Famous architect Frank Lloyd Wright designed a cabin in Algoma
The EH Pitkin Summerhouse, located on Sapper Island, was Frank Lloyd Wright’s last building in Canada.
If you were ever brave enough to dare to jump from Whiskey Rock, you were close to a little-known landmark on nearby Sapper Island – the EH Pitkin Summer Lodge in Desbarats. Many don’t know it, but this summer residence was designed by one of North America’s most famous architects – Frank Lloyd Wright and is the only living specimen of his work in Canada.
The fact that this structure exists if only by chance. If it hadn’t been for an ad in a Chicago train station that tempted a friend of EH Pitkin’s to suggest a trip to the area, it would never have gone through.
According to Hermon Dunlop Smith in his book, The Land of Desbarats, an acquaintance of the Pitkin family wrote to the Richard’s Landing post office in 1899 and was told that the Rain’s Hotel on St. Joseph’s Island would be an excellent destination, with comfortable rooms and enjoyable activities such as fishing , golf and cycling. The reality when they arrived was a bit different – the hotel was just a farm, the golf course just a field with a few holes, and riding a bike was a chore on the corduroy roads. Nonetheless, the Pitkins and their friends had a great time.
One fateful day, they boarded a boat to explore nearby islands.
Despite a downpour and generally miserable weather, the Pitkins were blown away by the beauty and knew it would be spectacular in perfect weather. Who would not be ?
Sailing between the islands offers a maze of stunning scenery – the contrast between turquoise waters and rocky shores with lush trees is a slice of heaven.
Just days later, they bought Sapper Island and asked their Oak Park neighbor to design their cabin. That neighbor was Frank Lloyd Wright.
Wright, at the time, was just getting started. He had yet to develop his trademark “Prairie School” style for which he became well known and which still influences architects and home design to this day.
Yet this early example of his work contains many of Wright’s signature touches. An example is the cabin’s split flue fireplace. There is a large central foyer with a flue that splits and extends outside the building, which then allows for a central hallway on the second floor.
Second, the cabin has a large, wide-open living area, which Wright was very fond of. The hut is also the embodiment of his desire for “organic architecture” insofar as the structure integrates harmoniously with the natural habitat.
So how did this one Frank Lloyd Wright structure in Canada remain such an enigma? Other Wright structures such as his masterpiece called Fallingwater near Pittsburgh have been opened to the public for tours. UNESCO has even designated eight of his creations as World Heritage Sites.
The EH Pitkin Cottage somehow escaped this notoriety, with many locals unaware of its existence. This may in part be due to its somewhat remote location, which is only accessible by boat.
Also, homeowners may be reluctant to draw too much attention to the location, as many American Wright homes have received historic designation. This designation comes with a certain status, but also with constraints that could make it more difficult to make modifications or repairs to a dwelling. These stipulations are often intended to ensure the integrity of the design.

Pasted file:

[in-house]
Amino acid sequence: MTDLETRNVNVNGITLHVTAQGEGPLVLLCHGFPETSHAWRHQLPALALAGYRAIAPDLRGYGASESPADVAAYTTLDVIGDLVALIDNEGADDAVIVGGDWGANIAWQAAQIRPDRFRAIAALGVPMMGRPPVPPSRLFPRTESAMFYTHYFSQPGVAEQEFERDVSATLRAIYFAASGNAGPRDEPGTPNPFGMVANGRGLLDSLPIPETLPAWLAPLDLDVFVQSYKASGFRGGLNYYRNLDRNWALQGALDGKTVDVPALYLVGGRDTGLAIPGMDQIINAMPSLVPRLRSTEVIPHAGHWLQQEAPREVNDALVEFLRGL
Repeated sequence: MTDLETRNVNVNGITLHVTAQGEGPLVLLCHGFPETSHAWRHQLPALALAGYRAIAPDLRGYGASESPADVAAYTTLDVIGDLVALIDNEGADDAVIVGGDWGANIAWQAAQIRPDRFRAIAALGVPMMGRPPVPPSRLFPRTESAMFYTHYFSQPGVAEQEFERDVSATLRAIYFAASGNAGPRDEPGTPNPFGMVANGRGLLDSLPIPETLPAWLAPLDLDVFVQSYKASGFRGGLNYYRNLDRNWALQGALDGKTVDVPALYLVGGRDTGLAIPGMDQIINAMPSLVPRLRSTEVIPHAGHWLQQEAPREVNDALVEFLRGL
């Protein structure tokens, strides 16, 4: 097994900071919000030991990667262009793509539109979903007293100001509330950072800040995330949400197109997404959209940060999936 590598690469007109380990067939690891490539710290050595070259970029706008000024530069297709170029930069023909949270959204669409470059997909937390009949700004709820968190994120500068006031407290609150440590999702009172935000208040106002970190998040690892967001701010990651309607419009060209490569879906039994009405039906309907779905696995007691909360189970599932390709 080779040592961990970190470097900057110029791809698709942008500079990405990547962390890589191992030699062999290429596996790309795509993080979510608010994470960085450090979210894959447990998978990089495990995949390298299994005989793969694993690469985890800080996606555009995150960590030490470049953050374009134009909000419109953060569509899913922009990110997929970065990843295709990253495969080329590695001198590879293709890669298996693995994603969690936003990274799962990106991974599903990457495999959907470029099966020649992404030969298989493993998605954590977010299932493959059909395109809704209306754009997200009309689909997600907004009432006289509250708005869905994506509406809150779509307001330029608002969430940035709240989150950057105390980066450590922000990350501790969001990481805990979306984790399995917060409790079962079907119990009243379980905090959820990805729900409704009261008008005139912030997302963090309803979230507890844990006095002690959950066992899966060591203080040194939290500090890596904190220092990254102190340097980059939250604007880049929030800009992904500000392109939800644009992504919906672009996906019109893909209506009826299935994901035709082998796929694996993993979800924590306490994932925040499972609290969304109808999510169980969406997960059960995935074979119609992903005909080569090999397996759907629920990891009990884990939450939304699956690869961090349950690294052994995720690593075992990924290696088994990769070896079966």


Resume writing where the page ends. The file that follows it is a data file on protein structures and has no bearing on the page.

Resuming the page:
There may also have been times during the chalet’s history when its association with Frank Lloyd Wright may have been less flattering. Although now well regarded, he was often seen as controversial during his lifetime. Wright received quite a bit of negative publicity about his personal life.
At one point, his relationship with the wife of a former client (Mamah Cheney) created a scandal and limited his ability to find work. It was considered quite shocking at the time that they both left their spouse and children and lived together without being married.
Tragedy soon followed when Mamah Cheney and her visiting children were murdered by a servant from Wright’s house in Wisconsin called Taliesin.
While recovering from this disaster, Wright was involved with another mistress who was, again, controversial. He was also plagued with numerous financial and debt problems, and spent a night in jail for violating the Mann Act which made it a crime to transport women across state lines for immoral purposes.
Despite the celebrity of its designer, the hut perched on the rocks in a place of unparalleled beauty has quietly withstood the tests of time.
The cottage was sold by the Pitkins in 1916 to James Heyworth and the property remained in the family for at least three generations.
The cottage may be of great interest to architecture enthusiasts, but for homeowners it is their private oasis. According to Barbara Gordon, Executive Director of the Frank Lloyd Wright Building Conservancy, “It takes a special person to take on the management of owning and maintaining a Wright home.
Obviously, all of the owners who have preserved this cabin for over a hundred years are the proper stewards to ensure it continues as our secluded piece of history.